To Read Is to Fly

“To read is to fly: it is to soar to a point of vantage which gives a view over wide terrains of history, human variety, ideas, shared experience and the fruits of many inquiries.” 
― Alberto Manguel


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Vertigo - W.G. Sebald, Michael Hulse Throughout Vertigo, W.G. Sebald, through deceptively clear prose and photographs, creates a disorienting waking dream for his readers. The novel is divided into four sections, and while there is not a straightforward plot or clear storyline, Sebald weaves thematic connections as well as specific details revisited from different perspectives to hold the novel together. Some sections read as biographies of historical figures, while others are written from the perspective of neurotic characters, traveling in Venice, Vienna, and the Tyrolean Mountains in dreamlike states.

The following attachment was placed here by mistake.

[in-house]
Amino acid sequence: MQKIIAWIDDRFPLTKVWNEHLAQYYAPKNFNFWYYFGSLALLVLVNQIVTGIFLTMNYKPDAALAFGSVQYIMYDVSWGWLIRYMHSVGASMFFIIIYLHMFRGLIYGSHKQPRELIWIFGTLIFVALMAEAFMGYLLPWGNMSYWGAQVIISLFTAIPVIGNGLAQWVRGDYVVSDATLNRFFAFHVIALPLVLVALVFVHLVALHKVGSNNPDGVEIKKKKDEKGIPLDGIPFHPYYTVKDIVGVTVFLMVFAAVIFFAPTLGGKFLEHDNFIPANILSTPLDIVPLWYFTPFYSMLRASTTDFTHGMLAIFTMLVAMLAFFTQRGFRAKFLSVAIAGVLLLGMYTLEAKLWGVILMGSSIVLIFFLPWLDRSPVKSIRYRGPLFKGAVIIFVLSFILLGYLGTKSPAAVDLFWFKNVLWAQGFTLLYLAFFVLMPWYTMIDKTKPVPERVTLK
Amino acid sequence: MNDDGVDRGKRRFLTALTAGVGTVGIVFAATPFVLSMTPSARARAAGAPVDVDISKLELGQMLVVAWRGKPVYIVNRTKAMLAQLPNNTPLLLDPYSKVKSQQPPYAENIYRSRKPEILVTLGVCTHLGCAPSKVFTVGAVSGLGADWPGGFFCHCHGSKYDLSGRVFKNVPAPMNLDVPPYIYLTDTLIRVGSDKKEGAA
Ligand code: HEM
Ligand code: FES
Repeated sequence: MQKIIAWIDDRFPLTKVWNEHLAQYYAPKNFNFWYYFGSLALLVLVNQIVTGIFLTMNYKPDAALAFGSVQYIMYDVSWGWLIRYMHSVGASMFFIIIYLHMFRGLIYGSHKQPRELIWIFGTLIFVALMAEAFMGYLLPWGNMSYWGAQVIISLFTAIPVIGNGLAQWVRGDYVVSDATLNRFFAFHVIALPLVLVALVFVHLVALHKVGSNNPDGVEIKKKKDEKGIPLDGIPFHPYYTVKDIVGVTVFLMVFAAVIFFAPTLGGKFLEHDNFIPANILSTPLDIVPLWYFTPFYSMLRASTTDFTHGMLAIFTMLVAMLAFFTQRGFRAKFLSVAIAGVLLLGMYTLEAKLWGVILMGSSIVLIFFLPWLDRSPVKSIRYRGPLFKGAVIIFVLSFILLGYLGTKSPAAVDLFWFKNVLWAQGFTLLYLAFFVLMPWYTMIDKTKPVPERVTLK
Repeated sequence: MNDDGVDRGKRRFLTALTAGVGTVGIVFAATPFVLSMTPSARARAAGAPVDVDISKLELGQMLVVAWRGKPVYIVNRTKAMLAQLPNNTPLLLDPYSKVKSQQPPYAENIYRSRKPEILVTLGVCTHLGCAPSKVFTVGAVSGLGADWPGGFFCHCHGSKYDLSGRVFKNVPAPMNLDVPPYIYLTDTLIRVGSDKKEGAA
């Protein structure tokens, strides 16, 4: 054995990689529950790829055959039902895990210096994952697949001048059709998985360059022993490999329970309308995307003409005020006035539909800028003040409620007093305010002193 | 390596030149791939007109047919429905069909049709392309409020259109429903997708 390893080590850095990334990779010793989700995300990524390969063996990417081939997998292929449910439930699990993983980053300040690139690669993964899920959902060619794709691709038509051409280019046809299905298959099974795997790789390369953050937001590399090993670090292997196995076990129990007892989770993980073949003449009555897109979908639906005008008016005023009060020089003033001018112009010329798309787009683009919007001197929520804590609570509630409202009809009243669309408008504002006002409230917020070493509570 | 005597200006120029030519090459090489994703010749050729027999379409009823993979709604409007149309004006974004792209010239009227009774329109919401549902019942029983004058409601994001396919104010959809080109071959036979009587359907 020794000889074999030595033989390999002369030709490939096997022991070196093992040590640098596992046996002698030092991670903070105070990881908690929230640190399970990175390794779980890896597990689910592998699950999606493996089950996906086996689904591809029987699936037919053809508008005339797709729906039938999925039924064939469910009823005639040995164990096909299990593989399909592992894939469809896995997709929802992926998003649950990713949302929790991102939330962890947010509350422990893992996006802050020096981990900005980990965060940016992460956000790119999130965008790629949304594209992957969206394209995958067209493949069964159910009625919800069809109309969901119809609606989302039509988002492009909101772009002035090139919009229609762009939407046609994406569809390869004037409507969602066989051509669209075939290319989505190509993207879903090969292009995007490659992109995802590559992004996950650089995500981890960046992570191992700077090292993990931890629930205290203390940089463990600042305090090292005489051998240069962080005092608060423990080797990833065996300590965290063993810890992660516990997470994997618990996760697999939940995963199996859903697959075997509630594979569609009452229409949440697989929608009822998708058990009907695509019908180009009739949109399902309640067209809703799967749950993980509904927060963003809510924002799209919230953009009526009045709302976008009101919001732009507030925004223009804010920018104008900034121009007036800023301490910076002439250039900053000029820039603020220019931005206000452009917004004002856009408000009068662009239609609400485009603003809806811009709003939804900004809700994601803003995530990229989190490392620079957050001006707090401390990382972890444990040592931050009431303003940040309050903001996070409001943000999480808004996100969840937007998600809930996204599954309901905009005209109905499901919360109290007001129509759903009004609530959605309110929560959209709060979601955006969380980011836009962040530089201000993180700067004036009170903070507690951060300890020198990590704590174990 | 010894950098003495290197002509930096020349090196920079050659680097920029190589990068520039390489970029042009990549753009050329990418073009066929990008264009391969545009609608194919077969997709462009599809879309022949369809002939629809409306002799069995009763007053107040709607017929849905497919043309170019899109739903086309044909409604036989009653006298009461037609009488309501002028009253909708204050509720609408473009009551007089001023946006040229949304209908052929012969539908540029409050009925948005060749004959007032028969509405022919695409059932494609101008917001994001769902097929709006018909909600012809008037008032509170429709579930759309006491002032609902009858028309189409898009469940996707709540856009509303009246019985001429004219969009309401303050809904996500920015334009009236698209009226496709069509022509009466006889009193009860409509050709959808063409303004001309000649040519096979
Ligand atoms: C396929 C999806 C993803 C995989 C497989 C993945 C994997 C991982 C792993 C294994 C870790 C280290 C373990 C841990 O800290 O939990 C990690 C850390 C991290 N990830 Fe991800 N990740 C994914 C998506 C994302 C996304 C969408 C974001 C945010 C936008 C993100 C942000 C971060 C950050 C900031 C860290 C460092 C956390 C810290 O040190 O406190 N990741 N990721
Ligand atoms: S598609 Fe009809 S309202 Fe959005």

Nothing is stable in Sebald's world. Although maps, atlases, and sketches of terrain appear throughout the book, discrepancies between these guides and the actual sites, changed by time, development, or the gap between the ideal and reality, make these worlds difficult for the characters to navigate. Sebald uses water as another device to convey the dream-like vertigo suffered by his characters. Waves roll, vaporetti rock on the canals of Venice, the lapping of water acts as a lullaby. Buildings and works of art molder and decay. Characters attempt to find something concrete to hold onto - friends, people on the streets, a walking routine, scraps of paper to decipher - but in the end their dream-states always prevail.

Since finishing Vertigo, I can't shake off the disorienting sense that I was dreaming along with the characters. This novel is recommended for people who don't require traditional plots, but who are interested in traveling with Sebald, witnessing his blurring of genres, and sharing in the disconcerting experience of life with his characters.

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